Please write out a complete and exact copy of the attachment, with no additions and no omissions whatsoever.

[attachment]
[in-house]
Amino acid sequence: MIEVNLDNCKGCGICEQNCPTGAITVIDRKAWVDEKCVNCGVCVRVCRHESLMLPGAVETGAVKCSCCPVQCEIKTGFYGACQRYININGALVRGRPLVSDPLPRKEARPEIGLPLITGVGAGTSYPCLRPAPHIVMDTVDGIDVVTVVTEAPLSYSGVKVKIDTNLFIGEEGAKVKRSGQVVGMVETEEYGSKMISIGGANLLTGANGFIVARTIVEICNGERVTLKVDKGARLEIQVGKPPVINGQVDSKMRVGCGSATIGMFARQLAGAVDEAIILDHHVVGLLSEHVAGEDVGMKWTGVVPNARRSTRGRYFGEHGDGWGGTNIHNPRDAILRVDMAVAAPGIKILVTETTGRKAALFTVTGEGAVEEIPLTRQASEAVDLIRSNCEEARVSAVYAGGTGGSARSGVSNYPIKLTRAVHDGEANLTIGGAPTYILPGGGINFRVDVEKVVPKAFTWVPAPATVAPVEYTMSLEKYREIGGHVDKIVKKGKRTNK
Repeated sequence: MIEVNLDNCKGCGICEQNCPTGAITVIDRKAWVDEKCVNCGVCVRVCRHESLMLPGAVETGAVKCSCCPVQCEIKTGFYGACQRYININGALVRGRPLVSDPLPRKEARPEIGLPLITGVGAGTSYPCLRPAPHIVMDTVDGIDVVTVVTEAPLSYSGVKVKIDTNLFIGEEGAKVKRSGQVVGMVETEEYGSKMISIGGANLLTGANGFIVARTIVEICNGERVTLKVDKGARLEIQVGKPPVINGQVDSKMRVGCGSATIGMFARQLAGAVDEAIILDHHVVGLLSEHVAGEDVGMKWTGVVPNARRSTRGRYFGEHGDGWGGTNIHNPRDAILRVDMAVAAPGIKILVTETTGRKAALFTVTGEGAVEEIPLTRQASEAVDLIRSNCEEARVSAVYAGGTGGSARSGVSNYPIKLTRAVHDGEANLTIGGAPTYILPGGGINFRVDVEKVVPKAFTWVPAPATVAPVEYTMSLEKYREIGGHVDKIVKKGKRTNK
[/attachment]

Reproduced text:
[in-house]
Amino acid sequence: MIEVNLDNCKGCGICEQNCPTGAITVIDRKAWVDEKCVNCGVCVRVCRHESLMLPGAVETGAVKCSCCPVQCEIKTGFYGACQRYININGALVRGRPLVSDPLPRKEARPEIGLPLITGVGAGTSYPCLRPAPHIVMDTVDGIDVVTVVTEAPLSYSGVKVKIDTNLFIGEEGAKVKRSGQVVGMVETEEYGSKMISIGGANLLTGANGFIVARTIVEICNGERVTLKVDKGARLEIQVGKPPVINGQVDSKMRVGCGSATIGMFARQLAGAVDEAIILDHHVVGLLSEHVAGEDVGMKWTGVVPNARRSTRGRYFGEHGDGWGGTNIHNPRDAILRVDMAVAAPGIKILVTETTGRKAALFTVTGEGAVEEIPLTRQASEAVDLIRSNCEEARVSAVYAGGTGGSARSGVSNYPIKLTRAVHDGEANLTIGGAPTYILPGGGINFRVDVEKVVPKAFTWVPAPATVAPVEYTMSLEKYREIGGHVDKIVKKGKRTNK
Repeated sequence: MIEVNLDNCKGCGICEQNCPTGAITVIDRKAWVDEKCVNCGVCVRVCRHESLMLPGAVETGAVKCSCCPVQCEIKTGFYGACQRYININGALVRGRPLVSDPLPRKEARPEIGLPLITGVGAGTSYPCLRPAPHIVMDTVDGIDVVTVVTEAPLSYSGVKVKIDTNLFIGEEGAKVKRSGQVVGMVETEEYGSKMISIGGANLLTGANGFIVARTIVEICNGERVTLKVDKGARLEIQVGKPPVINGQVDSKMRVGCGSATIGMFARQLAGAVDEAIILDHHVVGLLSEHVAGEDVGMKWTGVVPNARRSTRGRYFGEHGDGWGGTNIHNPRDAILRVDMAVAAPGIKILVTETTGRKAALFTVTGEGAVEEIPLTRQASEAVDLIRSNCEEARVSAVYAGGTGGSARSGVSNYPIKLTRAVHDGEANLTIGGAPTYILPGGGINFRVDVEKVVPKAFTWVPAPATVAPVEYTMSLEKYREIGGHVDKIVKKGKRTNK